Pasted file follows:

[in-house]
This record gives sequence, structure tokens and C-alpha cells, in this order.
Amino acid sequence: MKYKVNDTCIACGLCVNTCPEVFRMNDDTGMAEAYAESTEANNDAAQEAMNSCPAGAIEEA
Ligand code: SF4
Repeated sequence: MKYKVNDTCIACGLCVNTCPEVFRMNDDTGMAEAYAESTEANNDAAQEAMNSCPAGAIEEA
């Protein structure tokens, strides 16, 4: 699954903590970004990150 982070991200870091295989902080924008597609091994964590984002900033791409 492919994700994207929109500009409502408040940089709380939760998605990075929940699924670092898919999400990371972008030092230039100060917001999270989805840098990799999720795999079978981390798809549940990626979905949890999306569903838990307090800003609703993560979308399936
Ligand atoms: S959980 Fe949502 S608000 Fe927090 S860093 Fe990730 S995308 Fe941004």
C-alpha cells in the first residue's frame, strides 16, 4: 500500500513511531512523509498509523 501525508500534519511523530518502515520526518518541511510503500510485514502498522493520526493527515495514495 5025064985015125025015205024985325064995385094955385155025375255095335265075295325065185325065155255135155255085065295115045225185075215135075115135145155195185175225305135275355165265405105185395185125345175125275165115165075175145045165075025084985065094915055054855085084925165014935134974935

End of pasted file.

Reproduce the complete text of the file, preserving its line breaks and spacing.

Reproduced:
[in-house]
This record gives sequence, structure tokens and C-alpha cells, in this order.
Amino acid sequence: MKYKVNDTCIACGLCVNTCPEVFRMNDDTGMAEAYAESTEANNDAAQEAMNSCPAGAIEEA
Ligand code: SF4
Repeated sequence: MKYKVNDTCIACGLCVNTCPEVFRMNDDTGMAEAYAESTEANNDAAQEAMNSCPAGAIEEA
């Protein structure tokens, strides 16, 4: 699954903590970004990150 982070991200870091295989902080924008597609091994964590984002900033791409 492919994700994207929109500009409502408040940089709380939760998605990075929940699924670092898919999400990371972008030092230039100060917001999270989805840098990799999720795999079978981390798809549940990626979905949890999306569903838990307090800003609703993560979308399936
Ligand atoms: S959980 Fe949502 S608000 Fe927090 S860093 Fe990730 S995308 Fe941004």
C-alpha cells in the first residue's frame, strides 16, 4: 500500500513511531512523509498509523 501525508500534519511523530518502515520526518518541511510503500510485514502498522493520526493527515495514495 5025064985015125025015205024985325064995385094955385155025375255095335265075295325065185325065155255135155255085065295115045225185075215135075115135145155195185175225305135275355165265405105185395185125345175125275165115165075175145045165075025084985065094915055054855085084925165014935134974935